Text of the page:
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Parenting in the Park
Tips and ideas for the traveling family
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Adrienne Krock, editor
BYOS (Stroller that is..)

Yes, it's true, Matthew was just 19 days old the first time he visited Mickey's house. At the time, the Disneyland strollers were the metal frames with a vinyl chair-like seat. They definitely were NOT a good choice for a 19- day old baby. 

Fast forward a couple of months: my husband and I were on the parking lot tram with Matthew, our stroller and diaper bag. A cologne- laden man and his beautiful blonde companion decided to squeeze into our row with us. They appeared to be trifle irritated at all the space we were occupying on the tram. Finally the man said to us, "Can't you just rent a Dumbo stroller in there or something?"

It's been awhile since that encounter on the tram, Matthew's older now and has quite a bit of control over his gross motor skills but I still bring our own stroller to Disneyland, which those of you who read my rental stroller column already know. So today I have some tips I've gathered for bringing your own stroller to a Disney Park.

What to Bring

Don't bring a wagon. Disneyland policy is to not allow guests to bring wagons to the park. You will be told either on the Parking Lot Tram or at the front gate. After you take your wagon back to your hotel or car, then you'll be stuck renting a stroller at Disneyland and you know what I think of those.

Personally, I don't think that Jogging Strollers are a good idea. I know some people love them, but as Reader Diane reported to Adrienne's eMailbox last week, they are bulky and can be difficult to handle, especially in tight and crowded areas of Disneyland.

There are pros and cons to umbrella strollers. For older kids who can get in and out of the stroller themselves, they can be wonderful. They fold up very easily for trips on trams, monorails, buses, and / or trains. For toddlers and babies they can be less desirable. They are not as comfortable for napping since they do not recline. Personally, I carry lots of stuff in my stroller such as my diaper bag, sippy cups, and jackets. Most umbrella strollers I have seen are not sturdy enough for this task.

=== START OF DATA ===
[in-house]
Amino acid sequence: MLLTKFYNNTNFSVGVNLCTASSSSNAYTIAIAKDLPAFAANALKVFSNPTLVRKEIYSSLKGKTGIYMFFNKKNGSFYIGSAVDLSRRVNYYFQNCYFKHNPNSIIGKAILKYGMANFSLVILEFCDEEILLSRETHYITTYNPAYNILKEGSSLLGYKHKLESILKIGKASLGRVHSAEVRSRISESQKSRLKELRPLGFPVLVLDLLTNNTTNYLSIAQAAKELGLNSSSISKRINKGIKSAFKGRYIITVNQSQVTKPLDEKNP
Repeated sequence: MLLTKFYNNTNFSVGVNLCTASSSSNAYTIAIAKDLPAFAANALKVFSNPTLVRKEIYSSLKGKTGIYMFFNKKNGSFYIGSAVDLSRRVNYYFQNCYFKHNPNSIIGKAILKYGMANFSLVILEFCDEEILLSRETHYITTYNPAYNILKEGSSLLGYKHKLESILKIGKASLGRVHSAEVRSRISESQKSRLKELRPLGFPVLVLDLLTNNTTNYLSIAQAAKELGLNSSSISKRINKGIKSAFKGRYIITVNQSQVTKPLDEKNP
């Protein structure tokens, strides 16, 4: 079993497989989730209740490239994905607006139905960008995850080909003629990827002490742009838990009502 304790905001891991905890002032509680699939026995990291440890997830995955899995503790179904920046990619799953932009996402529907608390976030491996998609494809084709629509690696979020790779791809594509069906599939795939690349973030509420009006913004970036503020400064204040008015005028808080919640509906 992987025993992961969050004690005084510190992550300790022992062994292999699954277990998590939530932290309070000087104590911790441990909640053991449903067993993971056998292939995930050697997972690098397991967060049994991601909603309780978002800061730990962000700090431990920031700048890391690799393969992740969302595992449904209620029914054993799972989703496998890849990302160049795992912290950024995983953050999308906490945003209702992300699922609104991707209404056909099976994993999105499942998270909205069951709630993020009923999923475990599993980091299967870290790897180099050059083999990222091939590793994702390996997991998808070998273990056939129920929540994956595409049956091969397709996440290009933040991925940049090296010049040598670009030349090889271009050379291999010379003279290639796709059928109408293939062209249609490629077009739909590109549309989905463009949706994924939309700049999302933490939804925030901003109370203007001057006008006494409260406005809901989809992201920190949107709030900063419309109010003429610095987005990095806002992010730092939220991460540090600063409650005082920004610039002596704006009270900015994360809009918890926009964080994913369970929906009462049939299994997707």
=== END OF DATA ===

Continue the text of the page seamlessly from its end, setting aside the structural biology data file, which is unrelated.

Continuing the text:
I own two strollers that I adore, but only one ever comes to Disneyland. It has a reclining seat which is great when Matthew needs a nap or even for quick (or emergency) diaper changes. It has a shade for when it is sunny or to hang a blanket over when Matthew is asleep. I can carry our jackets, a diaper bag, a bag of snacks, and souvenirs we collect during the day such as popcorn buckets, sipper bottles or things our friends ask us to carry for them. I also have a cup holder on the handle and when I forget it at home or in the car, I miss it terribly! The stroller folds up when I need it to and it is light and very easy to steer.

Double Strollers

Because I have no experience of my own with double strollers, I'll let you know what my friends and readers have said:

Exceptional Mom Mary prefers a side- by- side double stroller. This way her twins can both see out in front of them. Her own stroller is also sturdy enough that her children can stand in their seats for better views of shows, fireworks, parades, etc.

Reader Shelley wrote to me about a trip to Disneyland a few years ago with friends. They had 9 children between them and used four double strollers for four days! Shelley wrote:

I have actually had both the side by side and tandem. When my children were small (less than 2 years) the tandem was great. As they got older and their legs were longer, we had to buy the side by side. The side by side is great for the kids but a real road hog. The tandem is much easier to maneuver in Disneyland traffic. But there is a real necessity for both kinds.